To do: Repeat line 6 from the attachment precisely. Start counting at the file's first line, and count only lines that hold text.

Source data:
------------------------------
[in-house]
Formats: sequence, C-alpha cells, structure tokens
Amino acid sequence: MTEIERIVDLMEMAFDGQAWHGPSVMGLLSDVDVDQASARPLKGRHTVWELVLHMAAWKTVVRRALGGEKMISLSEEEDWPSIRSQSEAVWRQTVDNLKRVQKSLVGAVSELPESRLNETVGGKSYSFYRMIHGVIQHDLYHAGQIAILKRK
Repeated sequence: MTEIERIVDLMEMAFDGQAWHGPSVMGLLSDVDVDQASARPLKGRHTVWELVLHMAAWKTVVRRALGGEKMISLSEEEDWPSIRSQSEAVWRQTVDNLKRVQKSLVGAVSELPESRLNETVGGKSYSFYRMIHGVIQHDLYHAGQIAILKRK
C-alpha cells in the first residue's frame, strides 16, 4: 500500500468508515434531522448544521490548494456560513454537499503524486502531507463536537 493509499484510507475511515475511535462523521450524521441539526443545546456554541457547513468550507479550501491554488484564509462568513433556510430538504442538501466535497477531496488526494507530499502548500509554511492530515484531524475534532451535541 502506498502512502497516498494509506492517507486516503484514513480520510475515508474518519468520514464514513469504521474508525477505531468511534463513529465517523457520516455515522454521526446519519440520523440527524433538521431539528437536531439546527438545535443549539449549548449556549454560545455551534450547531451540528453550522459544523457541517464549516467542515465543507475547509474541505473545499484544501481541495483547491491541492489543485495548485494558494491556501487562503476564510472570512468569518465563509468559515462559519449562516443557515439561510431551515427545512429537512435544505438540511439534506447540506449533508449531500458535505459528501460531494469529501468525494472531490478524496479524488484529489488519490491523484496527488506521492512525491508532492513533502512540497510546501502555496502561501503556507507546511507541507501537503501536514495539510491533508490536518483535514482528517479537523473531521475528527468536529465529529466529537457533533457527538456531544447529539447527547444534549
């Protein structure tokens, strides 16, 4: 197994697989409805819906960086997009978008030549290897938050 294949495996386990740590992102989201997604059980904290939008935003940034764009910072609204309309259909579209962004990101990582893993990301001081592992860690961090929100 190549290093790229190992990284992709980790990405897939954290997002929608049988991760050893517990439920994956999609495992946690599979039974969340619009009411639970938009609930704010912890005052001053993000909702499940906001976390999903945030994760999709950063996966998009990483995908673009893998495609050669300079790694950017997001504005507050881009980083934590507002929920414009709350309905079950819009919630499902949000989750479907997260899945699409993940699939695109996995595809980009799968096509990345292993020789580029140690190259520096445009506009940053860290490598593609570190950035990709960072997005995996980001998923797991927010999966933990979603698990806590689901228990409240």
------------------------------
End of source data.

């Protein structure tokens, strides 16, 4: 197994697989409805819906960086997009978008030549290897938050 294949495996386990740590992102989201997604059980904290939008935003940034764009910072609204309309259909579209962004990101990582893993990301001081592992860690961090929100 190549290093790229190992990284992709980790990405897939954290997002929608049988991760050893517990439920994956999609495992946690599979039974969340619009009411639970938009609930704010912890005052001053993000909702499940906001976390999903945030994760999709950063996966998009990483995908673009893998495609050669300079790694950017997001504005507050881009980083934590507002929920414009709350309905079950819009919630499902949000989750479907997260899945699409993940699939695109996995595809980009799968096509990345292993020789580029140690190259520096445009506009940053860290490598593609570190950035990709960072997005995996980001998923797991927010999966933990979603698990806590689901228990409240």